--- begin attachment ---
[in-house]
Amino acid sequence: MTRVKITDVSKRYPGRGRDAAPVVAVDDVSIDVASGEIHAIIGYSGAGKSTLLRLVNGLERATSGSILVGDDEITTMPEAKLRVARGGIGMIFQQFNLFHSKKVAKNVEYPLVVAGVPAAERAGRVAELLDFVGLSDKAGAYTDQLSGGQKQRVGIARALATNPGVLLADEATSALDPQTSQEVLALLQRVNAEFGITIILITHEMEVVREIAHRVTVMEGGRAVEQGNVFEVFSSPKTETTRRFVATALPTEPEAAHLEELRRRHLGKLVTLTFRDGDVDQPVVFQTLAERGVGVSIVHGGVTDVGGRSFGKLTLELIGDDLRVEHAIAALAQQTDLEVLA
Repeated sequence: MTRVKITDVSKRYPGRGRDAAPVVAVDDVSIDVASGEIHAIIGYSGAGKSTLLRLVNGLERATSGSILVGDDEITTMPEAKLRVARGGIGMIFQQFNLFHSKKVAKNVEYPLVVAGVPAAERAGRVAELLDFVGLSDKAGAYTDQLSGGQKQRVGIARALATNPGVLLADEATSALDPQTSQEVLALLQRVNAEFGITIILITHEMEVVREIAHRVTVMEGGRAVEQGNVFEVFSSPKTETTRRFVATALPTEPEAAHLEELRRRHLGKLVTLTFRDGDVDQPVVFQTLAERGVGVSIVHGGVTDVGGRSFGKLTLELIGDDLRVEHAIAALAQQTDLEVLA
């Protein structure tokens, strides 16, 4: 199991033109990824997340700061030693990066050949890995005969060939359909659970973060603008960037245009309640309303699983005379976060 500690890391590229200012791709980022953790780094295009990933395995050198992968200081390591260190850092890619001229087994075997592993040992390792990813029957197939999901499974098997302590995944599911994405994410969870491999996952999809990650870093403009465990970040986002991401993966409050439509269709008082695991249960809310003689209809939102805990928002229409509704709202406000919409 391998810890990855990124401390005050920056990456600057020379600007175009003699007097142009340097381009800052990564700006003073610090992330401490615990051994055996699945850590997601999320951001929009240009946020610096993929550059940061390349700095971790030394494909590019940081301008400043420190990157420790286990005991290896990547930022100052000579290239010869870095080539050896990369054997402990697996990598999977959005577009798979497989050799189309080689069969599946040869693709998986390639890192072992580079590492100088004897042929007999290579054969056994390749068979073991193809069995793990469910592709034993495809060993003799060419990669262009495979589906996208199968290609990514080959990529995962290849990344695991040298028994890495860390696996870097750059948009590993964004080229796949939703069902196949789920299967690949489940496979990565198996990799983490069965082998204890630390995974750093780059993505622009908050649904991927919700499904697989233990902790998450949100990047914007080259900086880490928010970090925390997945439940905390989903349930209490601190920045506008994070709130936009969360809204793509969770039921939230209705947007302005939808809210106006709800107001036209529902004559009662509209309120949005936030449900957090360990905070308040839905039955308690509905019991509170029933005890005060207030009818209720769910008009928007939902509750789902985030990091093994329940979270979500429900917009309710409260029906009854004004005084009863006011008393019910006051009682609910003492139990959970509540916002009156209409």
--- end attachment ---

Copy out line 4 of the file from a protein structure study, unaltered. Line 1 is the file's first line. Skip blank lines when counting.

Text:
């Protein structure tokens, strides 16, 4: 199991033109990824997340700061030693990066050949890995005969060939359909659970973060603008960037245009309640309303699983005379976060 500690890391590229200012791709980022953790780094295009990933395995050198992968200081390591260190850092890619001229087994075997592993040992390792990813029957197939999901499974098997302590995944599911994405994410969870491999996952999809990650870093403009465990970040986002991401993966409050439509269709008082695991249960809310003689209809939102805990928002229409509704709202406000919409 391998810890990855990124401390005050920056990456600057020379600007175009003699007097142009340097381009800052990564700006003073610090992330401490615990051994055996699945850590997601999320951001929009240009946020610096993929550059940061390349700095971790030394494909590019940081301008400043420190990157420790286990005991290896990547930022100052000579290239010869870095080539050896990369054997402990697996990598999977959005577009798979497989050799189309080689069969599946040869693709998986390639890192072992580079590492100088004897042929007999290579054969056994390749068979073991193809069995793990469910592709034993495809060993003799060419990669262009495979589906996208199968290609990514080959990529995962290849990344695991040298028994890495860390696996870097750059948009590993964004080229796949939703069902196949789920299967690949489940496979990565198996990799983490069965082998204890630390995974750093780059993505622009908050649904991927919700499904697989233990902790998450949100990047914007080259900086880490928010970090925390997945439940905390989903349930209490601190920045506008994070709130936009969360809204793509969770039921939230209705947007302005939808809210106006709800107001036209529902004559009662509209309120949005936030449900957090360990905070308040839905039955308690509905019991509170029933005890005060207030009818209720769910008009928007939902509750789902985030990091093994329940979270979500429900917009309710409260029906009854004004005084009863006011008393019910006051009682609910003492139990959970509540916002009156209409």